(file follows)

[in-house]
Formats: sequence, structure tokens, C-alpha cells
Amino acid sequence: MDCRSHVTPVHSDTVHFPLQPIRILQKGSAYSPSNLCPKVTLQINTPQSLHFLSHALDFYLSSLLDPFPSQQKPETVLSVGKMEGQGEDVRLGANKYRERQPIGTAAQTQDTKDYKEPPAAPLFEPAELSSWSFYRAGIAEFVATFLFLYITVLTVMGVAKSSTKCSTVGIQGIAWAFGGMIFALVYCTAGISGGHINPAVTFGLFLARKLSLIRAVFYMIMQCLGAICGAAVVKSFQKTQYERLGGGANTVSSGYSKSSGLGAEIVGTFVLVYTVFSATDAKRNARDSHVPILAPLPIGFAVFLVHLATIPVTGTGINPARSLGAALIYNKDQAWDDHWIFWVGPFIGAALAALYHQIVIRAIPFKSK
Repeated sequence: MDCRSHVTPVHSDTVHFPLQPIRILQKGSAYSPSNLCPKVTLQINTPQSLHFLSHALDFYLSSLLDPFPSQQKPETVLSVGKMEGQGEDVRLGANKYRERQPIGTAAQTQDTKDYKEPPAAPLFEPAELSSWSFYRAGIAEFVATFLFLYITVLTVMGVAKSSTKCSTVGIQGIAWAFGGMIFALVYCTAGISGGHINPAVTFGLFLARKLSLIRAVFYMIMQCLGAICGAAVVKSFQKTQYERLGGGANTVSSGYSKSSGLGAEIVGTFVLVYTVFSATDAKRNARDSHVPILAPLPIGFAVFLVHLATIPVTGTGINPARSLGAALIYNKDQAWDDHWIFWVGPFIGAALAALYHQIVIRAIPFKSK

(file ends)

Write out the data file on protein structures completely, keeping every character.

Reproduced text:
[in-house]
Formats: sequence, structure tokens, C-alpha cells
Amino acid sequence: MDCRSHVTPVHSDTVHFPLQPIRILQKGSAYSPSNLCPKVTLQINTPQSLHFLSHALDFYLSSLLDPFPSQQKPETVLSVGKMEGQGEDVRLGANKYRERQPIGTAAQTQDTKDYKEPPAAPLFEPAELSSWSFYRAGIAEFVATFLFLYITVLTVMGVAKSSTKCSTVGIQGIAWAFGGMIFALVYCTAGISGGHINPAVTFGLFLARKLSLIRAVFYMIMQCLGAICGAAVVKSFQKTQYERLGGGANTVSSGYSKSSGLGAEIVGTFVLVYTVFSATDAKRNARDSHVPILAPLPIGFAVFLVHLATIPVTGTGINPARSLGAALIYNKDQAWDDHWIFWVGPFIGAALAALYHQIVIRAIPFKSK
Repeated sequence: MDCRSHVTPVHSDTVHFPLQPIRILQKGSAYSPSNLCPKVTLQINTPQSLHFLSHALDFYLSSLLDPFPSQQKPETVLSVGKMEGQGEDVRLGANKYRERQPIGTAAQTQDTKDYKEPPAAPLFEPAELSSWSFYRAGIAEFVATFLFLYITVLTVMGVAKSSTKCSTVGIQGIAWAFGGMIFALVYCTAGISGGHINPAVTFGLFLARKLSLIRAVFYMIMQCLGAICGAAVVKSFQKTQYERLGGGANTVSSGYSKSSGLGAEIVGTFVLVYTVFSATDAKRNARDSHVPILAPLPIGFAVFLVHLATIPVTGTGINPARSLGAALIYNKDQAWDDHWIFWVGPFIGAALAALYHQIVIRAIPFKSK